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Derivative and graphs

  1. Feb 1, 2006 #1
    this is hard to explain because I can't post pictures of the two graphs, but I tried to draw them in paint. Here are the graphs: http://img.photobucket.com/albums/v629/ussjt/math.jpg

    the question asks estimate f '(0), f '(2), f '(5), f '(7)
    when looking at at graph how do you determine the f '? I am confused about how to going about finding it.

    2) at what points does the derivative exist? (how can you determine this?)
    then sketch the derivative of s(the y-axis) (confused by the meaning)

    Any help would be great.
    Last edited: Feb 1, 2006
  2. jcsd
  3. Feb 1, 2006 #2
    I cannot read your graphs on this post or another one you posted, but I'll try to help anyway. The derivative is simply the slope at that point, so you can easily tell if it's positive or negative. As long as you have slopes that are correct relative to each other, you should be fine.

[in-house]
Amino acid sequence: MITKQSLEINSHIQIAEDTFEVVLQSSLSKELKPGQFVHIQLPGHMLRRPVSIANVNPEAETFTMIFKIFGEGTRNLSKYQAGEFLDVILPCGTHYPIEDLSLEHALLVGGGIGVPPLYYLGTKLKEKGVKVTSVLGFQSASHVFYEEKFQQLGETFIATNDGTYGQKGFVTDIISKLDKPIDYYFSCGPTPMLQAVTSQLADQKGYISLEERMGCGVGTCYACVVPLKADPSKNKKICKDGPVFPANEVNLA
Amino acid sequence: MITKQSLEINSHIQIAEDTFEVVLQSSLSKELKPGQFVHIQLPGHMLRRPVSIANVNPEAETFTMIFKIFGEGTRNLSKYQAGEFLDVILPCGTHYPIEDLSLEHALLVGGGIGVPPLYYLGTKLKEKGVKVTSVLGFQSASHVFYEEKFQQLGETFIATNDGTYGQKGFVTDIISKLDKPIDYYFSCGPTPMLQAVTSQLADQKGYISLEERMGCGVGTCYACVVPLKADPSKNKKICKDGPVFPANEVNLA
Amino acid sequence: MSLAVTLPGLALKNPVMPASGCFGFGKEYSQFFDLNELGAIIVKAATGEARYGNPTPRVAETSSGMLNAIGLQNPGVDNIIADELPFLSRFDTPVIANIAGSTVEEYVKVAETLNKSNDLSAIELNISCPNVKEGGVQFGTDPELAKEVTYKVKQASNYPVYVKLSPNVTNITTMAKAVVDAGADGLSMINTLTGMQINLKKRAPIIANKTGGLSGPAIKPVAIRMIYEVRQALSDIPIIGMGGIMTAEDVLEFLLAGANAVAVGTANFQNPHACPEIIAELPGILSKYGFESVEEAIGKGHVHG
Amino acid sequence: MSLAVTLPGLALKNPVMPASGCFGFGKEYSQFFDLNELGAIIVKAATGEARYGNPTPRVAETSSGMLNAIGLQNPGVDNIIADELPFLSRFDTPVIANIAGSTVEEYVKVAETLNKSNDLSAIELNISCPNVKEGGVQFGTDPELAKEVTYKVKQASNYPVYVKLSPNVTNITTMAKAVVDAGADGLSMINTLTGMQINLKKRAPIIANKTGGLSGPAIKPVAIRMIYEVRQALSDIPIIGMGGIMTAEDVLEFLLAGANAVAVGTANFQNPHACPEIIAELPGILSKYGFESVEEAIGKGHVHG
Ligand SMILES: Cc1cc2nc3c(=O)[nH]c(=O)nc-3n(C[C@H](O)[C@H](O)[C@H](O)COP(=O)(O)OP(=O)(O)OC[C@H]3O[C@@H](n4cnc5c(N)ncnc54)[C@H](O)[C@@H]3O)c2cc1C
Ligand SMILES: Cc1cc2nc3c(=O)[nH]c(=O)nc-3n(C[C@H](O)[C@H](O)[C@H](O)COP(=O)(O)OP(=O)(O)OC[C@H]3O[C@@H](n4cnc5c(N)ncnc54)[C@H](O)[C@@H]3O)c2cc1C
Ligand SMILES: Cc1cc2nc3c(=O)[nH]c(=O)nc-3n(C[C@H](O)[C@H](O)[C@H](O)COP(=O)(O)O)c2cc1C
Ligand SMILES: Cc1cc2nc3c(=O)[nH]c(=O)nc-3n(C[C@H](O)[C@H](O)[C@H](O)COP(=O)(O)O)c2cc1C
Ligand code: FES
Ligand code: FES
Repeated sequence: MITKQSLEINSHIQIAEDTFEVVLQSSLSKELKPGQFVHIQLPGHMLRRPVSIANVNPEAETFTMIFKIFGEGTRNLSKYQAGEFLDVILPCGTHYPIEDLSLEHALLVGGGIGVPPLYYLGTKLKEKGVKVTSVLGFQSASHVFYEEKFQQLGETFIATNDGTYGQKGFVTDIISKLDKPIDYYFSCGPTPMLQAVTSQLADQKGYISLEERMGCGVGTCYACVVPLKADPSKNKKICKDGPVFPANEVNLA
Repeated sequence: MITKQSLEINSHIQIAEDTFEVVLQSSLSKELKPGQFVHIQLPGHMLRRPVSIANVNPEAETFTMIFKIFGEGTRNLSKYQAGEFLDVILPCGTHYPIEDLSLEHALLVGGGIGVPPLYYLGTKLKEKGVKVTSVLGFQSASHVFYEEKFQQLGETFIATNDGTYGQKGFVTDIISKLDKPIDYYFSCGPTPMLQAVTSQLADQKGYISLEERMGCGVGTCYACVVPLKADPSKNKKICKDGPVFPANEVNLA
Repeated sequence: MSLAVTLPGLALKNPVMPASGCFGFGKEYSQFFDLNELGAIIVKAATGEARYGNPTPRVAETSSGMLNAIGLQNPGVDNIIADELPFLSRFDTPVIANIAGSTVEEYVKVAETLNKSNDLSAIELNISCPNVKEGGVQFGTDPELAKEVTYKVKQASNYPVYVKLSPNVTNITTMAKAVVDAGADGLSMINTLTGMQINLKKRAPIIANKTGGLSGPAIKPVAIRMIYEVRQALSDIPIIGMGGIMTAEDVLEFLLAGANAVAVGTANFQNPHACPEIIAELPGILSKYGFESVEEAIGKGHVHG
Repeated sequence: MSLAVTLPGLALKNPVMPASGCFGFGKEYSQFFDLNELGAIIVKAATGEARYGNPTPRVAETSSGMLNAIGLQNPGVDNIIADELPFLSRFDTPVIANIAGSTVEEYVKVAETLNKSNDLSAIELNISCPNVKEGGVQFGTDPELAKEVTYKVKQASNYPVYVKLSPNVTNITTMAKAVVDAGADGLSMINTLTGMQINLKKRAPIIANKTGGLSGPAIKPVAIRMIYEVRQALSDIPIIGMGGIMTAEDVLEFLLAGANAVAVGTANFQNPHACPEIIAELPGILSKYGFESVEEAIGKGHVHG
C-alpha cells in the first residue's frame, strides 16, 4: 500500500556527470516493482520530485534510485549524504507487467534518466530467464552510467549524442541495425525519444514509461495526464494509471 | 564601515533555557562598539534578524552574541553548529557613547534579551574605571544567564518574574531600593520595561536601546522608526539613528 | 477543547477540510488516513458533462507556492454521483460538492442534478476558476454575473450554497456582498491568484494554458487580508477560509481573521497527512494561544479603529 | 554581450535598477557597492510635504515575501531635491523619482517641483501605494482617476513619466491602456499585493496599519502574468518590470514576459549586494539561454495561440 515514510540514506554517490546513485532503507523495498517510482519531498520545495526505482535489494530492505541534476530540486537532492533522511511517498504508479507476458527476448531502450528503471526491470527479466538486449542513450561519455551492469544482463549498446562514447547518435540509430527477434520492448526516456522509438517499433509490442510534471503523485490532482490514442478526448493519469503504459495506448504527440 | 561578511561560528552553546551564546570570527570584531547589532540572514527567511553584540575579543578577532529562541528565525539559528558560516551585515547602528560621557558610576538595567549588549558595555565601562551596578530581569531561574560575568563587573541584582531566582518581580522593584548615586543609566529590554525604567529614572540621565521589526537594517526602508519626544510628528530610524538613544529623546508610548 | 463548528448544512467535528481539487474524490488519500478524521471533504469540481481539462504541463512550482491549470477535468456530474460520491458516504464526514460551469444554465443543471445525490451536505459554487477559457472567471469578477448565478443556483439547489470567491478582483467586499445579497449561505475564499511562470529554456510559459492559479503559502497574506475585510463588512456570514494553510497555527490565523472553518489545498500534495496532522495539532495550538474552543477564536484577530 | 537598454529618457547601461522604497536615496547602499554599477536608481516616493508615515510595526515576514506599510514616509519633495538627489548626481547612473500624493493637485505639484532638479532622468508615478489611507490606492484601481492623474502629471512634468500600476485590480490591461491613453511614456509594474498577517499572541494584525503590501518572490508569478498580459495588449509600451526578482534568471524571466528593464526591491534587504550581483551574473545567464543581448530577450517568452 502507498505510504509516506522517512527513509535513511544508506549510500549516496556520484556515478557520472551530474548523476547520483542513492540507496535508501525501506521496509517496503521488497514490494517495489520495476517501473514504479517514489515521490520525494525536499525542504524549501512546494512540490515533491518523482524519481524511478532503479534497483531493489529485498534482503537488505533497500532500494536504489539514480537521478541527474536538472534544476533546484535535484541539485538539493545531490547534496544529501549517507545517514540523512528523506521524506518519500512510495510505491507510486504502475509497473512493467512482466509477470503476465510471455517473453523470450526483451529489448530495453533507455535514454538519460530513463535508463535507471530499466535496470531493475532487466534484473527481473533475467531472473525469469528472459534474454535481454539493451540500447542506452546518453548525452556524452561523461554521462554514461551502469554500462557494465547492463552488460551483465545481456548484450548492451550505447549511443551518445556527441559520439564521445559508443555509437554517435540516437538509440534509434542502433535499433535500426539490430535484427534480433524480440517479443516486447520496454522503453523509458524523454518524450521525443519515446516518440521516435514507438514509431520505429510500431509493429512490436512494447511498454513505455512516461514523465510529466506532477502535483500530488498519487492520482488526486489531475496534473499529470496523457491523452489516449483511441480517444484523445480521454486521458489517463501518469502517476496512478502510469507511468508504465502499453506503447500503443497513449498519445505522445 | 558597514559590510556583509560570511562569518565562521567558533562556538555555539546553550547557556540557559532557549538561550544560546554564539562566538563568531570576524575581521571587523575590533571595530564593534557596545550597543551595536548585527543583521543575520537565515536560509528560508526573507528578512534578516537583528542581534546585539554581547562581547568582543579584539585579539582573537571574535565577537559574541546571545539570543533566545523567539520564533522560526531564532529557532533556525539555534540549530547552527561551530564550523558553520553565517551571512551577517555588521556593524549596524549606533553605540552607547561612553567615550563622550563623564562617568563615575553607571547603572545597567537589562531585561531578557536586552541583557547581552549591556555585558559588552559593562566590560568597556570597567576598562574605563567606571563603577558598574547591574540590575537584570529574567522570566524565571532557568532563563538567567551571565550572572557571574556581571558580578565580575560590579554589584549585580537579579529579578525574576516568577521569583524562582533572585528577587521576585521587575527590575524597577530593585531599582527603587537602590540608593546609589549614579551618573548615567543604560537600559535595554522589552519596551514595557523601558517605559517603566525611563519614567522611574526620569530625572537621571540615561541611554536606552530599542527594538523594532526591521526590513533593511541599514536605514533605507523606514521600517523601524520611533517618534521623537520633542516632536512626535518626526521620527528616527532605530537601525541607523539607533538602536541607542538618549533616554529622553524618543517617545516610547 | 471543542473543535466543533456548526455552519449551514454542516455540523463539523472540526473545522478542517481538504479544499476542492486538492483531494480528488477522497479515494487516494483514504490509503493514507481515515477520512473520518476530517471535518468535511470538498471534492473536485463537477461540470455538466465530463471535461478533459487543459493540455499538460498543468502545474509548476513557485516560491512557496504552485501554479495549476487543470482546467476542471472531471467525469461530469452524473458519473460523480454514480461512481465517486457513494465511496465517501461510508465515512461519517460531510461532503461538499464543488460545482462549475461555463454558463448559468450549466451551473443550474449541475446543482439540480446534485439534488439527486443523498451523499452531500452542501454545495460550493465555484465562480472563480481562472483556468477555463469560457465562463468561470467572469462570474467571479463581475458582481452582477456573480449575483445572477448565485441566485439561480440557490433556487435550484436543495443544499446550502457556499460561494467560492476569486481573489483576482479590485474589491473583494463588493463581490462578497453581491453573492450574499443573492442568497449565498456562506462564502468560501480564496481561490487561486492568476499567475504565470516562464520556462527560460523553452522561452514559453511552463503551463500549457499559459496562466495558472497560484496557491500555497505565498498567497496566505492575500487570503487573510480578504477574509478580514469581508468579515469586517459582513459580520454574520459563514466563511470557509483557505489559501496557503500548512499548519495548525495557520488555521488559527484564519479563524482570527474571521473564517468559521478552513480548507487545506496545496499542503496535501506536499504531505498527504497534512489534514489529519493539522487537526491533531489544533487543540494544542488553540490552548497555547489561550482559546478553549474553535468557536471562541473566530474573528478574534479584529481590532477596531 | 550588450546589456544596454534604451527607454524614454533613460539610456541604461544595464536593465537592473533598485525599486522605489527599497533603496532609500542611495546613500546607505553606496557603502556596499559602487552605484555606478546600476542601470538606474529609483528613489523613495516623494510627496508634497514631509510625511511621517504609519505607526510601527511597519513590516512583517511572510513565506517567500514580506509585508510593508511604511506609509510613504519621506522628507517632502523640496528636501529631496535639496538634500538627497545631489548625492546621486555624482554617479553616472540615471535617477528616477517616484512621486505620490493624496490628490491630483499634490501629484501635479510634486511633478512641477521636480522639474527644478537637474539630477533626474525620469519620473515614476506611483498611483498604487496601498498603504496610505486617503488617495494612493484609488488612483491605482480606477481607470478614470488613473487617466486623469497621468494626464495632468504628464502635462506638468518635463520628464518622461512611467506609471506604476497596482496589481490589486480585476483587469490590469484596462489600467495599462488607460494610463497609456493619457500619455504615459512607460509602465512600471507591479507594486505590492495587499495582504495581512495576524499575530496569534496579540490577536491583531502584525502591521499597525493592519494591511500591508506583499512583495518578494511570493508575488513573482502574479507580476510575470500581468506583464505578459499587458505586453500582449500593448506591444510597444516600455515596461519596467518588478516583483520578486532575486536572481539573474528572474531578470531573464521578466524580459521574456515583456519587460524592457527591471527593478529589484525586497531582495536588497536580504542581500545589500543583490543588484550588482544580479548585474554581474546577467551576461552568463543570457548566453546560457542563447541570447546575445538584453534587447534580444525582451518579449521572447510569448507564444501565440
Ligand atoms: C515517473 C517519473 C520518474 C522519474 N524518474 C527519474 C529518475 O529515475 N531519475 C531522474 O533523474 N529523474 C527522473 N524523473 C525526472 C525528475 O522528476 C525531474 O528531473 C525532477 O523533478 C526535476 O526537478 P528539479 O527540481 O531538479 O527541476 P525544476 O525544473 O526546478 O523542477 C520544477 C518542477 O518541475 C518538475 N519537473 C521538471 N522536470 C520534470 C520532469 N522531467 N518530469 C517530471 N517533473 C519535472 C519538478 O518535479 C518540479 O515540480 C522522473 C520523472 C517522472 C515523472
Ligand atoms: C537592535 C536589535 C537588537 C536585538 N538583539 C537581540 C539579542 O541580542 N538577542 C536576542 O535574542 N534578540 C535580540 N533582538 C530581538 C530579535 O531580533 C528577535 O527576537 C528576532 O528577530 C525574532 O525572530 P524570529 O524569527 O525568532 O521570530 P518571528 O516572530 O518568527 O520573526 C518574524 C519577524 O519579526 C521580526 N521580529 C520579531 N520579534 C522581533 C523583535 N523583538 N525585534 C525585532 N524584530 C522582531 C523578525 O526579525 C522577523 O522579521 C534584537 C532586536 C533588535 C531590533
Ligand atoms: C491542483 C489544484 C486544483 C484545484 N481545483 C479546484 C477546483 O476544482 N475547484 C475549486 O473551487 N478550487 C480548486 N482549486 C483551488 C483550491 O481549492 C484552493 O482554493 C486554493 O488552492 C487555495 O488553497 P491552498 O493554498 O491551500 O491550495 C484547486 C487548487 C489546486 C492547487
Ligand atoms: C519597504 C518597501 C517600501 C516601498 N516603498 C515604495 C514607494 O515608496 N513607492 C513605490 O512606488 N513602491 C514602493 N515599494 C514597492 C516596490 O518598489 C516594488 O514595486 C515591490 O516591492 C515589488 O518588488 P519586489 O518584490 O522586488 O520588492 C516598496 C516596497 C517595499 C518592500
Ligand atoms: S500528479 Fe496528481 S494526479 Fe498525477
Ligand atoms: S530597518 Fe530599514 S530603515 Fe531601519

The conditions for the existence of a derivative should be in your book, but if you see any "sharp turns" (like |x| graphs at x=0) then that's a no no. Other examples are cusps or any kind of discontinuity.
  4. Feb 1, 2006 #3
    when does the derivative exist? the derivative exists when the slope of your function is conntinous in other words when there are no assymtopes or points of discontinuity.
    as far as looking at the graph to determine ther derivative just find the x value on the graph and determine if there is a discontinuity at that point
  5. Feb 1, 2006 #4
  6. Feb 1, 2006 #5

    No, the derivative does exist at flat areas. What is the derivative when the function is a horizontal line? What causes a derivative not to exist?? It was already mentioned in a reply.
  7. Feb 1, 2006 #6
    derivative when the function is a horizontal line is zero (right?) since it is a constant function. So the points that question 2 is asking for are the sharp turning points at the begining and ends of the flat areas?
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